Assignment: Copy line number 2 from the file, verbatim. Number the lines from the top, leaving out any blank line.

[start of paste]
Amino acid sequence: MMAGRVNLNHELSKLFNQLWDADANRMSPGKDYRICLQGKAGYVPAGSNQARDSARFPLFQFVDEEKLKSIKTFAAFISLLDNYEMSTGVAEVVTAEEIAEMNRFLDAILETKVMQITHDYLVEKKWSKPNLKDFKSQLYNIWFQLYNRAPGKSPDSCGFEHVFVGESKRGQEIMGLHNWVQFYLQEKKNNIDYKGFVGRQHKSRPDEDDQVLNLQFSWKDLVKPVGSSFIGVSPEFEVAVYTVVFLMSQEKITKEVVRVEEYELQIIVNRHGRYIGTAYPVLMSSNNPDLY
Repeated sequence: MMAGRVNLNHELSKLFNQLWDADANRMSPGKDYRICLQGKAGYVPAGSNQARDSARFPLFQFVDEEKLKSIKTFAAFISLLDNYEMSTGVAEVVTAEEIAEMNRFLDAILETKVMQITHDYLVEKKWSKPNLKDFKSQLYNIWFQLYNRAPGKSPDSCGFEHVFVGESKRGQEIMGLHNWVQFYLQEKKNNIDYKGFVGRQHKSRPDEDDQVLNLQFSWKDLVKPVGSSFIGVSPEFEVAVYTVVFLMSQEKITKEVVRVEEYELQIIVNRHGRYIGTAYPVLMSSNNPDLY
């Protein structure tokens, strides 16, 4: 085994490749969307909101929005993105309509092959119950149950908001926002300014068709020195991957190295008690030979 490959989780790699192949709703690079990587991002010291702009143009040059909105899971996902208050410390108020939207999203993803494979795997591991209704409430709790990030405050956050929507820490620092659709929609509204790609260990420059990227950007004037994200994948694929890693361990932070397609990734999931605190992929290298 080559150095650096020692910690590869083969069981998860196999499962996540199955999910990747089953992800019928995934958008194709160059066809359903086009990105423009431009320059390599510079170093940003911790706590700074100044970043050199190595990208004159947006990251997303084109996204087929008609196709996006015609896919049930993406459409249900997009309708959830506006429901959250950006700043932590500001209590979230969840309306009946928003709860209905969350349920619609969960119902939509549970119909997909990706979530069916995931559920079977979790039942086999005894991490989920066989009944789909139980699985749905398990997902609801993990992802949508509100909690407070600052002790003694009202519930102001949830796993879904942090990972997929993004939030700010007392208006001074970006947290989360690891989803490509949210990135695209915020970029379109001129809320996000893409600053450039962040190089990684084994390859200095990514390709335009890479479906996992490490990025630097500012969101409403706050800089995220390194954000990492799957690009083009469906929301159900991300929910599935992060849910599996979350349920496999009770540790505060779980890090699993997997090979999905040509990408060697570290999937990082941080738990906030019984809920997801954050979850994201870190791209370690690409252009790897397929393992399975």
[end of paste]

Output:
Repeated sequence: MMAGRVNLNHELSKLFNQLWDADANRMSPGKDYRICLQGKAGYVPAGSNQARDSARFPLFQFVDEEKLKSIKTFAAFISLLDNYEMSTGVAEVVTAEEIAEMNRFLDAILETKVMQITHDYLVEKKWSKPNLKDFKSQLYNIWFQLYNRAPGKSPDSCGFEHVFVGESKRGQEIMGLHNWVQFYLQEKKNNIDYKGFVGRQHKSRPDEDDQVLNLQFSWKDLVKPVGSSFIGVSPEFEVAVYTVVFLMSQEKITKEVVRVEEYELQIIVNRHGRYIGTAYPVLMSSNNPDLY